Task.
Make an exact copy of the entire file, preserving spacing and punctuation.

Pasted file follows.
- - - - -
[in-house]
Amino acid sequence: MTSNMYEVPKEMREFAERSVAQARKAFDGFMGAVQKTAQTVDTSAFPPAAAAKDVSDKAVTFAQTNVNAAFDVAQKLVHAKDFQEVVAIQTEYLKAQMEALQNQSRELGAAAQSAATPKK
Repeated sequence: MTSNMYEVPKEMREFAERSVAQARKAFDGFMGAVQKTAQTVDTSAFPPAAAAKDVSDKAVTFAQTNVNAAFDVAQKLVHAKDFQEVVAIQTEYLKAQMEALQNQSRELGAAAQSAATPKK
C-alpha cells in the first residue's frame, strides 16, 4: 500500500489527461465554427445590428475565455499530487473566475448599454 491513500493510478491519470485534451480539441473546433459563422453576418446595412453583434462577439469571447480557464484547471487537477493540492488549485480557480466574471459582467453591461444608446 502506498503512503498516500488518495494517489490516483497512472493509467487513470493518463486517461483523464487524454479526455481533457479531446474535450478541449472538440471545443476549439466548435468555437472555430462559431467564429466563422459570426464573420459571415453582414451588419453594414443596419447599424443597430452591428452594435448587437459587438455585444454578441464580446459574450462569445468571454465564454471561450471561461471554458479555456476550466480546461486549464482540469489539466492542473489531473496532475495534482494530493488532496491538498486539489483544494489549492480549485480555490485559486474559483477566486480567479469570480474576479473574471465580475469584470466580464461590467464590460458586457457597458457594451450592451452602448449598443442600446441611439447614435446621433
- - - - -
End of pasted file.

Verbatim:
[in-house]
Amino acid sequence: MTSNMYEVPKEMREFAERSVAQARKAFDGFMGAVQKTAQTVDTSAFPPAAAAKDVSDKAVTFAQTNVNAAFDVAQKLVHAKDFQEVVAIQTEYLKAQMEALQNQSRELGAAAQSAATPKK
Repeated sequence: MTSNMYEVPKEMREFAERSVAQARKAFDGFMGAVQKTAQTVDTSAFPPAAAAKDVSDKAVTFAQTNVNAAFDVAQKLVHAKDFQEVVAIQTEYLKAQMEALQNQSRELGAAAQSAATPKK
C-alpha cells in the first residue's frame, strides 16, 4: 500500500489527461465554427445590428475565455499530487473566475448599454 491513500493510478491519470485534451480539441473546433459563422453576418446595412453583434462577439469571447480557464484547471487537477493540492488549485480557480466574471459582467453591461444608446 502506498503512503498516500488518495494517489490516483497512472493509467487513470493518463486517461483523464487524454479526455481533457479531446474535450478541449472538440471545443476549439466548435468555437472555430462559431467564429466563422459570426464573420459571415453582414451588419453594414443596419447599424443597430452591428452594435448587437459587438455585444454578441464580446459574450462569445468571454465564454471561450471561461471554458479555456476550466480546461486549464482540469489539466492542473489531473496532475495534482494530493488532496491538498486539489483544494489549492480549485480555490485559486474559483477566486480567479469570480474576479473574471465580475469584470466580464461590467464590460458586457457597458457594451450592451452602448449598443442600446441611439447614435446621433